part 1 The beginnings of An Orkney Jumper. '40 years of comfort'.
|Colours of peat and heather. My dads 40 year old jumper, on Dunnet Head. Scars of old peat banks once cut by hand for fuel mark the landscape.|
Handed down to my husband Joe a few years ago, it was in need of repair.
In 2018, while maker in residence for the Craft Council of Newfoundland and Labrador at The Old Cottage Hospital in Norris Point, I invited the public to bring me their woollen garments in for repair. I titled my residency project ‘On The Mend’. My dad turned me a wooden darning dolly to use during the residency, and to start things off, I brought 2 garments with me to mend – one was this 40 year old jumper.
|I'm in my 'mending room' in The Old Bonne Bay Cottage Hospital museum room, Norris Point, Newfoundland.|
Now, a few years on, this jumper, still a favourite, but beyond repair. Using only the wool from the jumper, I plan to make two hand muffs.
Hand muffs are a traditional garment in decline. In recent years they've had a resurgence, re-invented as a comforter for those with restless hands - a ‘twiddle muff’.
One of my muffs will be soft and fluffy inside like the Newfoundland thrummed mittens. The other, however, will have a different feel as I fill it with much stiffer strands reminiscent of heather roots. I've yet to decide construction method as I explore the possibilities but could might include wrapped stands or felted strands. The outside of each muff will be the same – the knitted pattern of the jumper and some of the decorative visible mending made while in Newfoundland, retained.
A new collaboration:
As well as the muffs, I'm delighted to be collaborating with one of the other exhibitors, Sarah Albu, singer/performer/vocal explorer/spinner of wool and knitter from Montreal, Quebec! Click here to listen Sarahs soundscapes from the Knit, Purl, Listen exhibition at the Craft Council of Newfoundland and Labrador, and click here to view the exhibition catalogue which includes stories compiled by Intangible Cultural Heritage and Folklore dept at Memorial University in St.Johns.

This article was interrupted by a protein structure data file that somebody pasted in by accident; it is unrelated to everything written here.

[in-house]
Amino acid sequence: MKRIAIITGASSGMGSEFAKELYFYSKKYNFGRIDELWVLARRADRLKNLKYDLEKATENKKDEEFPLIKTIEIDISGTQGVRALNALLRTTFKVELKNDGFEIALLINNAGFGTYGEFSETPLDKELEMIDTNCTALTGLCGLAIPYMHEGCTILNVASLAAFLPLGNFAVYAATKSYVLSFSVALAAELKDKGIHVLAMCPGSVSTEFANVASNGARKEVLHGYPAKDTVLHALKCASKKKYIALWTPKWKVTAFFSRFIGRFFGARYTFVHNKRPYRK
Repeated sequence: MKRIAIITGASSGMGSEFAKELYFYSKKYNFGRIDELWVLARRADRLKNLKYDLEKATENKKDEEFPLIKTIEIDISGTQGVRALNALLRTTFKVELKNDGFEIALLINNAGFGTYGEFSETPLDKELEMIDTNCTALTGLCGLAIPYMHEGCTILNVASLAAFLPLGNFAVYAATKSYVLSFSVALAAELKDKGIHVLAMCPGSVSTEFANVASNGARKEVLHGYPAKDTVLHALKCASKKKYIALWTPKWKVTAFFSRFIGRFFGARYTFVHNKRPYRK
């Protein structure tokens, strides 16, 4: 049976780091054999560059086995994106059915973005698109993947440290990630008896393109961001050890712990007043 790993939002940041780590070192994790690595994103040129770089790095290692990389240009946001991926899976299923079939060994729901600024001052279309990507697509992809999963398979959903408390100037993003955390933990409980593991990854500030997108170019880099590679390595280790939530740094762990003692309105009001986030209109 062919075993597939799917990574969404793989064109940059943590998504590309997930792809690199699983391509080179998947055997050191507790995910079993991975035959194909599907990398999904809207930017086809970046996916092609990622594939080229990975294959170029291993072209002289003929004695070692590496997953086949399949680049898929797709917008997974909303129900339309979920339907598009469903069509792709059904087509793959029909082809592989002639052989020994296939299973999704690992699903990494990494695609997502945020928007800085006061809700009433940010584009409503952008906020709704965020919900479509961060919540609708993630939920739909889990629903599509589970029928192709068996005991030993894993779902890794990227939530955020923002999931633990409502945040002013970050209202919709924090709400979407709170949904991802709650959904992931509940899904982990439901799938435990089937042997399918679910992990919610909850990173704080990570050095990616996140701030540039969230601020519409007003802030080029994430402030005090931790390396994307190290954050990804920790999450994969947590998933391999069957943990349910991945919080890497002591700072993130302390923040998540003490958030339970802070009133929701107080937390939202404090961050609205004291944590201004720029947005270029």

Going back in time before going forwards.
In my search for info about the Orkney knitter, I was interviewed by BBC Radio Orkney reporter, Huw Williams. This resulted in many enthusiastic responses from listeners who knew or once worked for Camilla. Many suggested she moved to Edinburgh and then possibly to Africa.
Click the link below to listen to the interview - the jumper features in the last 5 minutes of the programme.
A google search found this:
"... Mozambique: Camilla Eames has joined the Visual Arts School in Maputo as a Textiles Teacher..."
but the links are broken...............
|Dunnet Head Lighthouse and keepers cottages, Caithness,with the Pentland Firth and Orkney in the distance.|
|View from my home over Brough village on Dunnet Head with the Pentland Firth and Orkney beyond. Watching boats in the Pentland Firth and the changing light on the cliffs of the Orkney Island of Hoy, seem to make doing the washing up less of a chore!|
More about the exhibition at the Craft Council of Newfoundland and Labrador gallery:
"Removing barriers is the way to create an environment that will give equal opportunities for the population as a whole. Integration, respect, adaptability and challenging stereotypical portrayals can and will generate a healthy change in attitudes. Accessible spaces and works early on the curatorial design process has been the primary focus of Sensorius: Where The Skin Meets The Eye. Every accessible program has the potential to inspire, welcome and develop a safe space for all public that will result in an open conversation about art and contemporary craft reducing the anxieties that stem from beginning a new experience in a “foreign” place "